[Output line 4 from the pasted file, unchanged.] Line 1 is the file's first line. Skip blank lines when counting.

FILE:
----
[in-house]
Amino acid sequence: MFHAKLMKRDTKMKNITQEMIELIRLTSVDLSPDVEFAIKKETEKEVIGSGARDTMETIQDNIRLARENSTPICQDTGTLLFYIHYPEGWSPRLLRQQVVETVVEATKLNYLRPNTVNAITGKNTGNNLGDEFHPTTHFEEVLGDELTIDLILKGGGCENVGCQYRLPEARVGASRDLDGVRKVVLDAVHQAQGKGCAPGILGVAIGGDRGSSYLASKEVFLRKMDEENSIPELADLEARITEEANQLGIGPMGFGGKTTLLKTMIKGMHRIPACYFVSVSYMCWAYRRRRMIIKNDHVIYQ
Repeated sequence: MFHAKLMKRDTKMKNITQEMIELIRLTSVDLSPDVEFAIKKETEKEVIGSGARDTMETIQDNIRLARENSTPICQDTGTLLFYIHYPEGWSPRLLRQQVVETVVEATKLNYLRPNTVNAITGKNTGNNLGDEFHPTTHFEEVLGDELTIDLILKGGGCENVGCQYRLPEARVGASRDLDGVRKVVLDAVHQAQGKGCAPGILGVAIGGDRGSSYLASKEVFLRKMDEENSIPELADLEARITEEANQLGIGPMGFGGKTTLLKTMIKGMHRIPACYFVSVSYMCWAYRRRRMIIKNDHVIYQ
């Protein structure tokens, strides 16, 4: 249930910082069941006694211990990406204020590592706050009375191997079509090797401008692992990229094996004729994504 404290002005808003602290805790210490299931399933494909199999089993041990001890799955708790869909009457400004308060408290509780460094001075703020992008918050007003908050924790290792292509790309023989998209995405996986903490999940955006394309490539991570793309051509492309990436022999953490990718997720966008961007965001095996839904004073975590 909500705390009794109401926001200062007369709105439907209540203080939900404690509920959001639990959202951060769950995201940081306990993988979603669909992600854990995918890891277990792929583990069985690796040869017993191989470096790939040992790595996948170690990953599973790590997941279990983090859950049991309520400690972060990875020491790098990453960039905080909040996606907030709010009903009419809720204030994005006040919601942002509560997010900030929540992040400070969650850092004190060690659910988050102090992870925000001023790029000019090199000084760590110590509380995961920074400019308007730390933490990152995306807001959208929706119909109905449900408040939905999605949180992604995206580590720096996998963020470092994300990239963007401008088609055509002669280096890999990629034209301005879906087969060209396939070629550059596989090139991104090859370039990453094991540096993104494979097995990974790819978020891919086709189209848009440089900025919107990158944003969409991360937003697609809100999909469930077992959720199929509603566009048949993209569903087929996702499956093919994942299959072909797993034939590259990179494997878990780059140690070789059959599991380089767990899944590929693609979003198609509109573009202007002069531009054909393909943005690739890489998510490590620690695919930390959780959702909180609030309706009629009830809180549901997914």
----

């Protein structure tokens, strides 16, 4: 249930910082069941006694211990990406204020590592706050009375191997079509090797401008692992990229094996004729994504 404290002005808003602290805790210490299931399933494909199999089993041990001890799955708790869909009457400004308060408290509780460094001075703020992008918050007003908050924790290792292509790309023989998209995405996986903490999940955006394309490539991570793309051509492309990436022999953490990718997720966008961007965001095996839904004073975590 909500705390009794109401926001200062007369709105439907209540203080939900404690509920959001639990959202951060769950995201940081306990993988979603669909992600854990995918890891277990792929583990069985690796040869017993191989470096790939040992790595996948170690990953599973790590997941279990983090859950049991309520400690972060990875020491790098990453960039905080909040996606907030709010009903009419809720204030994005006040919601942002509560997010900030929540992040400070969650850092004190060690659910988050102090992870925000001023790029000019090199000084760590110590509380995961920074400019308007730390933490990152995306807001959208929706119909109905449900408040939905999605949180992604995206580590720096996998963020470092994300990239963007401008088609055509002669280096890999990629034209301005879906087969060209396939070629550059596989090139991104090859370039990453094991540096993104494979097995990974790819978020891919086709189209848009440089900025919107990158944003969409991360937003697609809100999909469930077992959720199929509603566009048949993209569903087929996702499956093919994942299959072909797993034939590259990179494997878990780059140690070789059959599991380089767990899944590929693609979003198609509109573009202007002069531009054909393909943005690739890489998510490590620690695919930390959780959702909180609030309706009629009830809180549901997914």